Our Rhee on Rose: When Kevin got hissed!


This has the faint sound of a novel: Although it apparently wasn’t his, George Burns was famous for saying it:

“Sincerity is everything in show business. Once you learn to fake that, you’ve got it made.”

That’s how it works in show business. To understand the American discourse, you have to master three basic concepts: Novels, scripts and “zombie facts.” (Paul Krugman; just click here.)

When Michelle Rhee sat down with Charlie Rose, Charlie inquired about her husband. Rhee is married to Sacramento mayor Kevin Johnson, the former NBA all-star.

Johnson has also been involved in urban education. Until we’re shown that he has failed in some grotesque way, we very much respect his efforts. But when Rhee responded to the (leading) question from Rose, we thought we were possibly hearing a novel.

After Charlie told Rhee who her husband was, this is the story Rhee told:
ROSE (2/18/13): Does Kevin Johnson believe the same things you do about teachers unions?

RHEE: You know, so—

ROSE: He’s your husband.

RHEE: This is my husband who is—

ROSE: The mayor.

RHEE: —the mayor of Sacramento.

ROSE: Former NBA all-star.

RHEE: That’s right. It was interesting. When I first met Kevin Johnson I was— I was listening to him speak, and he was talking about the fact that when he retired from the NBA, he decided to go back home to the neighborhood that he grew up in and start a charter school. And he said that when he went into the school, it was one of the lowest-performing schools in the city and he said, “This is what I’m going to do, we’re going to make this school great again,” and the teachers you know all clapped.

And he said, "A week later I came back and people were hissing and booing as I came in and I realized the teachers union had come in and told them, ‘This is terrible, you’re going to lose your jobs,’ etc.”
Did that actually happen? Presumably, the school is question is Sacramento High, Johnson’s alma mater, which he opened as a charter in 2003.

But did that story actually happen? To us, it has the feel of a novel. First, the teachers all clapped for Johnson. But wouldn't you know it? Just one week later, “people” were hissing and booing!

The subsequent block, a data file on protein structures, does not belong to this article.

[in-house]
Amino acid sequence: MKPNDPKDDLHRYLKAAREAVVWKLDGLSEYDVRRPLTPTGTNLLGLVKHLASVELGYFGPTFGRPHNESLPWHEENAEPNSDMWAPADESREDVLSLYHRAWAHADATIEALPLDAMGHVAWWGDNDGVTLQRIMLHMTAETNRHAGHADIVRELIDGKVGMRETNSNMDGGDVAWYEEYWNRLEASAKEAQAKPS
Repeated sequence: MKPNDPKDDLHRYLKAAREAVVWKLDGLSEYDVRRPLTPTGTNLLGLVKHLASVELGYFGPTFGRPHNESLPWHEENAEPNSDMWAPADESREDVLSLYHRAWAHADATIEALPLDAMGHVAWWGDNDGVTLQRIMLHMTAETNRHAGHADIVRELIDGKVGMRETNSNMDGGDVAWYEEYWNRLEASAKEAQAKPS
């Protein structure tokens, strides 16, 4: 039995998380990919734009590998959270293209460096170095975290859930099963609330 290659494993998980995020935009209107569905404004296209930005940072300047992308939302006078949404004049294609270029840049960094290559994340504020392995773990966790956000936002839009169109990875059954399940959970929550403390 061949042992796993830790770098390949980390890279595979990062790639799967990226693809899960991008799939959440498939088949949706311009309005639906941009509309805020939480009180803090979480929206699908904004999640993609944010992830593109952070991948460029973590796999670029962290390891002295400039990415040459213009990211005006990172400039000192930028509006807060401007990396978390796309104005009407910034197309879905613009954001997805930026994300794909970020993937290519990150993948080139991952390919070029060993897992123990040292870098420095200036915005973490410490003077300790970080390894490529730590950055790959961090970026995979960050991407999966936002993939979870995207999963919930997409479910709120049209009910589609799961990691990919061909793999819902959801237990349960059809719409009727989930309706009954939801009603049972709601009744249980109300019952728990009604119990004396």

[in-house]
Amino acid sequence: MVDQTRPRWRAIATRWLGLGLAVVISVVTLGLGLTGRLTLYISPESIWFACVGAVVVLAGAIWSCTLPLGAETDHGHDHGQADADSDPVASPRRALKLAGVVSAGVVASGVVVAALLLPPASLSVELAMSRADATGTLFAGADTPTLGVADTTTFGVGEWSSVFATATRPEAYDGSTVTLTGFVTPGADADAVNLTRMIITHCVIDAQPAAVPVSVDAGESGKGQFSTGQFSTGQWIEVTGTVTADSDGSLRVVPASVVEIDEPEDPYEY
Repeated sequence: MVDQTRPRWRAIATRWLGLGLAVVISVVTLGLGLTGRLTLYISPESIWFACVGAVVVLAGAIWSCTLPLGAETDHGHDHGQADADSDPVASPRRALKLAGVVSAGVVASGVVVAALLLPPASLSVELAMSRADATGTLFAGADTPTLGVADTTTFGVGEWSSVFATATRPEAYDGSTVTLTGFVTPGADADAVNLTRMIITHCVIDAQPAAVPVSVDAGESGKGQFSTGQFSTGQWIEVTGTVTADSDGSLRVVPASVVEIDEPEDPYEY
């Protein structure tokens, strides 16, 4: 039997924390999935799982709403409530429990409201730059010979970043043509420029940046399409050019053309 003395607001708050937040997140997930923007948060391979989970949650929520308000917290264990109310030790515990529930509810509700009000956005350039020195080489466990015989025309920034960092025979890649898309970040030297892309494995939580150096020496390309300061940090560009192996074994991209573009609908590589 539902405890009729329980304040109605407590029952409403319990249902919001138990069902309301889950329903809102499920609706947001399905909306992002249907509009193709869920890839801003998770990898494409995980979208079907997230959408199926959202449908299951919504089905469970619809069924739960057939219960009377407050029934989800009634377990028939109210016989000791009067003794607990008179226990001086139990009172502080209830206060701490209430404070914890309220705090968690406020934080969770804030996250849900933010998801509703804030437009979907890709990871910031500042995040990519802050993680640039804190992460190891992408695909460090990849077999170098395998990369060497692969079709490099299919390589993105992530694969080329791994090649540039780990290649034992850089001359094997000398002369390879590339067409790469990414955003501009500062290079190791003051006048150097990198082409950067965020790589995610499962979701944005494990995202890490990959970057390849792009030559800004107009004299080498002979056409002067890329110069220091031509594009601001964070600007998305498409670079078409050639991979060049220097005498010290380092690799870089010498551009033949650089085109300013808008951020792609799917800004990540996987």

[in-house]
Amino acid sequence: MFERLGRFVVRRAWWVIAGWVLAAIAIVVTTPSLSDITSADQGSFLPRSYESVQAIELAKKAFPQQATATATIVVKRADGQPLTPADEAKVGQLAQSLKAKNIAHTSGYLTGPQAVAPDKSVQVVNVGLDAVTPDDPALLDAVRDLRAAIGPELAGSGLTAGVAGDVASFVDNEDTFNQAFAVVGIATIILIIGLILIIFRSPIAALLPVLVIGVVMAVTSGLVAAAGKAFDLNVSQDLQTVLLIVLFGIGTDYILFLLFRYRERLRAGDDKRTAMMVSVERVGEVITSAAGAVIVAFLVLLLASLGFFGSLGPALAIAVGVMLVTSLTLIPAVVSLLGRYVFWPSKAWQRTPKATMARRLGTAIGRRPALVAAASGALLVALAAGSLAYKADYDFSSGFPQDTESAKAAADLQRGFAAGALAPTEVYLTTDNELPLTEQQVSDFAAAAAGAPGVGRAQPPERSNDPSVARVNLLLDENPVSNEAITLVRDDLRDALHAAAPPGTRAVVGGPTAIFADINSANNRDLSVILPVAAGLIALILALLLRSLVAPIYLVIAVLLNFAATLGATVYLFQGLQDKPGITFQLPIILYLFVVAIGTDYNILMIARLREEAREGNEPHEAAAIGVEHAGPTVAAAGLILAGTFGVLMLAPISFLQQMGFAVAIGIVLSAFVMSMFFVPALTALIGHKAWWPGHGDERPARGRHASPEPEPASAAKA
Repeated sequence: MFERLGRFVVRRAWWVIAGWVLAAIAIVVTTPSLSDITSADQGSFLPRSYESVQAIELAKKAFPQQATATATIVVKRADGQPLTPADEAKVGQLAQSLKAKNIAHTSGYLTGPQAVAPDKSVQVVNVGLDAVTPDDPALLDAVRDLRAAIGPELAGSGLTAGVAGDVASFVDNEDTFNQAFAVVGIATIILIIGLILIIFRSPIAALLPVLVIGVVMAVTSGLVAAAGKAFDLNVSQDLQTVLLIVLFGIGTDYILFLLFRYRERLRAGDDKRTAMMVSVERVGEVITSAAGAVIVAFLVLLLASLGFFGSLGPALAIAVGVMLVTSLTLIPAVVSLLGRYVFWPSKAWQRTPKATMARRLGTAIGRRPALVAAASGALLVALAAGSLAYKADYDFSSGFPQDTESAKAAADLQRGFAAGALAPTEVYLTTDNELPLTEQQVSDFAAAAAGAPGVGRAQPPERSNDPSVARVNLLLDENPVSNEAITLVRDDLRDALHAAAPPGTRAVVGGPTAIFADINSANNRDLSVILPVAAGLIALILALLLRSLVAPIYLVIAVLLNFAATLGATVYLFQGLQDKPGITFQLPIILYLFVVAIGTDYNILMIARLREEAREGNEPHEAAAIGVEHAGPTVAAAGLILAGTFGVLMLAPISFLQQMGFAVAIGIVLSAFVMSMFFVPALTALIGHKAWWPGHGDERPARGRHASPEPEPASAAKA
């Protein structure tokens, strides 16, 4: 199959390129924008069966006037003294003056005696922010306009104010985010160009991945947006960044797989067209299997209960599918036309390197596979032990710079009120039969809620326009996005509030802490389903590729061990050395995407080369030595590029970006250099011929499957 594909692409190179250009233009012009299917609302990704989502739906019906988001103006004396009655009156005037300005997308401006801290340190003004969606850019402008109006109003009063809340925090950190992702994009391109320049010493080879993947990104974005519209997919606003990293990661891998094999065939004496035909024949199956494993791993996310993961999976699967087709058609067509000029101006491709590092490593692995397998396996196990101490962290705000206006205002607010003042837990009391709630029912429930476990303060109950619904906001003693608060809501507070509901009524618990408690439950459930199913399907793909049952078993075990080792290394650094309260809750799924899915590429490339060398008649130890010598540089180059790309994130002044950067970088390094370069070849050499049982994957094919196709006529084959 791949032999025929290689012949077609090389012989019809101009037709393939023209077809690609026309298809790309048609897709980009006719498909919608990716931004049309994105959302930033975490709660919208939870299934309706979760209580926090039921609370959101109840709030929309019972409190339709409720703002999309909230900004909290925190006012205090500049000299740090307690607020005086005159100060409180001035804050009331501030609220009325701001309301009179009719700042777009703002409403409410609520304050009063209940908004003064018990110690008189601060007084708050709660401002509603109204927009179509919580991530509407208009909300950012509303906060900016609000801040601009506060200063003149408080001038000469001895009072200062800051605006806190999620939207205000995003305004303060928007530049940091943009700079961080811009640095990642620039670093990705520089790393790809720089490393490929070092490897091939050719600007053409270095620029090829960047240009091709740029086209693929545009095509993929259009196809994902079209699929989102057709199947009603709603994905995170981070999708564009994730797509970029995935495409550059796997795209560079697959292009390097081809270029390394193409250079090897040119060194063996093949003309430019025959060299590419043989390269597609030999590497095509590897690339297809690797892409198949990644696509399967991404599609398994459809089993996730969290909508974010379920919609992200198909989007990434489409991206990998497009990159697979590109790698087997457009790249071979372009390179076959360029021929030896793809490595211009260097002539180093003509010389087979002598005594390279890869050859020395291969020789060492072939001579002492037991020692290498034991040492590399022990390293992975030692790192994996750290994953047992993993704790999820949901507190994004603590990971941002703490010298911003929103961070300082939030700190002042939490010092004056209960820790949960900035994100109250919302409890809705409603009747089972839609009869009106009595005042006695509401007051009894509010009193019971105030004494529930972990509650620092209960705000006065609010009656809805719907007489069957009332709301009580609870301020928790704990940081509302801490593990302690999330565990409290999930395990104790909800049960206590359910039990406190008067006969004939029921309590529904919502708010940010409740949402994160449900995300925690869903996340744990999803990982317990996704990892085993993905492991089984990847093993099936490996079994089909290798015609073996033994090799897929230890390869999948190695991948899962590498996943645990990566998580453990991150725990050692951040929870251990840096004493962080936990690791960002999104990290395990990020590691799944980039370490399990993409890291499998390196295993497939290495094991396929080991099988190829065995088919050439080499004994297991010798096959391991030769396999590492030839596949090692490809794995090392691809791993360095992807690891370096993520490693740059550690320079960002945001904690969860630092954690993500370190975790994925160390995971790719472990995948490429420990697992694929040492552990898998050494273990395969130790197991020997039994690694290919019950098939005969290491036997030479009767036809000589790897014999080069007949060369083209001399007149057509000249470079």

In that week, the fiendish union had struck—the fiendish teachers union.

As we said, we respect Johnson’s efforts. Beyond that, teachers and their unions aren’t always sensible or right. But did that story actually happen? In a slightly saner world, we would expect a major broadcaster to challenge or question a tale which seemed to have such a novelized feel.

That isn’t what happened here. Here’s how Rose reacted:
ROSE (continuing directly): Yes, yes.

RHEE: And the teachers union spent $750,000 to try to make sure that he couldn’t open the charter school. And when he— When he told that story and I listened to it and I thought, “Wow, we have something in common!”

ROSE: "Radical: Fighting to Put Students First." Michelle Rhee, thank you.

RHEE: Thank you.

ROSE: Good to see you.

RHEE: It’s good to see you, too
“It’s good to see you, too,” Rhee said. We’ll guess she really meant it.


  1. Rhee is a despiser of teachers and a liar as this obvious hate-filled lie shows us. The story is completely impossible as any teacher would know in an instant and any thinking person would know on consideration.

    I have never had so much disdain for Rhee as now, and I have long known what a liar she is.

  2. I guess the most disappointing part of this story is that Rhee is married to Kevin Johnson, who by all accounts is a decent guy trying to make a difference in his city. Her poisonous attitude toward teachers and their union is likely to contaminate his thinking as well. I continue to lose respect for Charlie Rose, who maintains his pose as a serious man but seems in reality to be an empty suit.